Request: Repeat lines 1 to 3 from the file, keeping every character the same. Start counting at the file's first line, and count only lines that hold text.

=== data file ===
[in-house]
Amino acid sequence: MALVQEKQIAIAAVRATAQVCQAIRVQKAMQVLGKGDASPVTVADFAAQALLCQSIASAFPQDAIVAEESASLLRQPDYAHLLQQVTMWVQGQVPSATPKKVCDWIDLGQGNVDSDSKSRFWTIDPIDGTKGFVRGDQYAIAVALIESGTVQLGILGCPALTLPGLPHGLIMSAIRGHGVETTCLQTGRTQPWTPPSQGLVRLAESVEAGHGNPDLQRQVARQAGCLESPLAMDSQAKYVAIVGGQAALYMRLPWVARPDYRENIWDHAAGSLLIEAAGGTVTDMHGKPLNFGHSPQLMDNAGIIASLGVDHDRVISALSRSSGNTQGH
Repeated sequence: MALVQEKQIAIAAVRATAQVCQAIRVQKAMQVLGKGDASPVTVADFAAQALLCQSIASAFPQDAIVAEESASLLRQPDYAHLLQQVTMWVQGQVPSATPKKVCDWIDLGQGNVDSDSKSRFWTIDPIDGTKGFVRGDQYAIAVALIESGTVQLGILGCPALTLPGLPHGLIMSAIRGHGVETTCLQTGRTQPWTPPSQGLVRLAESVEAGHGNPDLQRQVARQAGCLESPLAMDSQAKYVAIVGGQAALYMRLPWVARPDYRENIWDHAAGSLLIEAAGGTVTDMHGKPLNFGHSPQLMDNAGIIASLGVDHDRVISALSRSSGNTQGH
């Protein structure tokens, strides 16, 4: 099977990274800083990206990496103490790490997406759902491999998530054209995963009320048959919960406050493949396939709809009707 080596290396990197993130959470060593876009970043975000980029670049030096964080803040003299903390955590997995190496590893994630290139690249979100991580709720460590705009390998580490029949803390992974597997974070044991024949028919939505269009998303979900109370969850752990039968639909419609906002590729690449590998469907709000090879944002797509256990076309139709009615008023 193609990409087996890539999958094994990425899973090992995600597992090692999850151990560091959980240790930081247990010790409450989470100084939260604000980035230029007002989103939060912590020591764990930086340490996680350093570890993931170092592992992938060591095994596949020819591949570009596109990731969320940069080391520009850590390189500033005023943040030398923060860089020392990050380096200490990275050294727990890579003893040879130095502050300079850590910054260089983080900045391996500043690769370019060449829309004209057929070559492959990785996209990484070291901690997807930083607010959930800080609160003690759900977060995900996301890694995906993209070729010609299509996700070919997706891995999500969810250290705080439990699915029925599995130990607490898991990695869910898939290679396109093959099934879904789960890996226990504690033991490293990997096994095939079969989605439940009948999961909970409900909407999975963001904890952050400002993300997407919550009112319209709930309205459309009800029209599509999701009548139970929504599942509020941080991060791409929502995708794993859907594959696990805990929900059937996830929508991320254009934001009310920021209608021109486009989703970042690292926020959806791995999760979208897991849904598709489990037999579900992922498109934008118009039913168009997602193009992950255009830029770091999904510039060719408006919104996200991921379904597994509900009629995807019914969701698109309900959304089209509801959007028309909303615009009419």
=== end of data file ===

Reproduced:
[in-house]
Amino acid sequence: MALVQEKQIAIAAVRATAQVCQAIRVQKAMQVLGKGDASPVTVADFAAQALLCQSIASAFPQDAIVAEESASLLRQPDYAHLLQQVTMWVQGQVPSATPKKVCDWIDLGQGNVDSDSKSRFWTIDPIDGTKGFVRGDQYAIAVALIESGTVQLGILGCPALTLPGLPHGLIMSAIRGHGVETTCLQTGRTQPWTPPSQGLVRLAESVEAGHGNPDLQRQVARQAGCLESPLAMDSQAKYVAIVGGQAALYMRLPWVARPDYRENIWDHAAGSLLIEAAGGTVTDMHGKPLNFGHSPQLMDNAGIIASLGVDHDRVISALSRSSGNTQGH
Repeated sequence: MALVQEKQIAIAAVRATAQVCQAIRVQKAMQVLGKGDASPVTVADFAAQALLCQSIASAFPQDAIVAEESASLLRQPDYAHLLQQVTMWVQGQVPSATPKKVCDWIDLGQGNVDSDSKSRFWTIDPIDGTKGFVRGDQYAIAVALIESGTVQLGILGCPALTLPGLPHGLIMSAIRGHGVETTCLQTGRTQPWTPPSQGLVRLAESVEAGHGNPDLQRQVARQAGCLESPLAMDSQAKYVAIVGGQAALYMRLPWVARPDYRENIWDHAAGSLLIEAAGGTVTDMHGKPLNFGHSPQLMDNAGIIASLGVDHDRVISALSRSSGNTQGH